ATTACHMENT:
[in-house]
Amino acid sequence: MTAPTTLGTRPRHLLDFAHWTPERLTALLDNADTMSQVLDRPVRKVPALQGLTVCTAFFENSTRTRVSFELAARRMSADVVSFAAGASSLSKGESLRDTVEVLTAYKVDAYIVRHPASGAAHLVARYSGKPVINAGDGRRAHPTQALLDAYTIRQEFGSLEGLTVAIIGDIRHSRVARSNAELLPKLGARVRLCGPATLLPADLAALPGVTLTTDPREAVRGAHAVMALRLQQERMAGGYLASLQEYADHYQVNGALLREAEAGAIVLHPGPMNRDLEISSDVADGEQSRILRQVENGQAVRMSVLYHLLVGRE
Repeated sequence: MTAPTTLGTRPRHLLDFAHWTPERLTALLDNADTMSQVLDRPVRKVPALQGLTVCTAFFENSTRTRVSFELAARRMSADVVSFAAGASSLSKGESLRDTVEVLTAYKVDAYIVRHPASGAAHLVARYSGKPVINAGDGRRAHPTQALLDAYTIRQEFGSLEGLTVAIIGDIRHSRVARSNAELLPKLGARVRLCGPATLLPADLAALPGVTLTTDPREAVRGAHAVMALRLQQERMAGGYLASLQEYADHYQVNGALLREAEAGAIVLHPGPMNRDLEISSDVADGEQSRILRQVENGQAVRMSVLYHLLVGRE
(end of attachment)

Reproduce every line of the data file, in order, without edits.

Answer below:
[in-house]
Amino acid sequence: MTAPTTLGTRPRHLLDFAHWTPERLTALLDNADTMSQVLDRPVRKVPALQGLTVCTAFFENSTRTRVSFELAARRMSADVVSFAAGASSLSKGESLRDTVEVLTAYKVDAYIVRHPASGAAHLVARYSGKPVINAGDGRRAHPTQALLDAYTIRQEFGSLEGLTVAIIGDIRHSRVARSNAELLPKLGARVRLCGPATLLPADLAALPGVTLTTDPREAVRGAHAVMALRLQQERMAGGYLASLQEYADHYQVNGALLREAEAGAIVLHPGPMNRDLEISSDVADGEQSRILRQVENGQAVRMSVLYHLLVGRE
Repeated sequence: MTAPTTLGTRPRHLLDFAHWTPERLTALLDNADTMSQVLDRPVRKVPALQGLTVCTAFFENSTRTRVSFELAARRMSADVVSFAAGASSLSKGESLRDTVEVLTAYKVDAYIVRHPASGAAHLVARYSGKPVINAGDGRRAHPTQALLDAYTIRQEFGSLEGLTVAIIGDIRHSRVARSNAELLPKLGARVRLCGPATLLPADLAALPGVTLTTDPREAVRGAHAVMALRLQQERMAGGYLASLQEYADHYQVNGALLREAEAGAIVLHPGPMNRDLEISSDVADGEQSRILRQVENGQAVRMSVLYHLLVGRE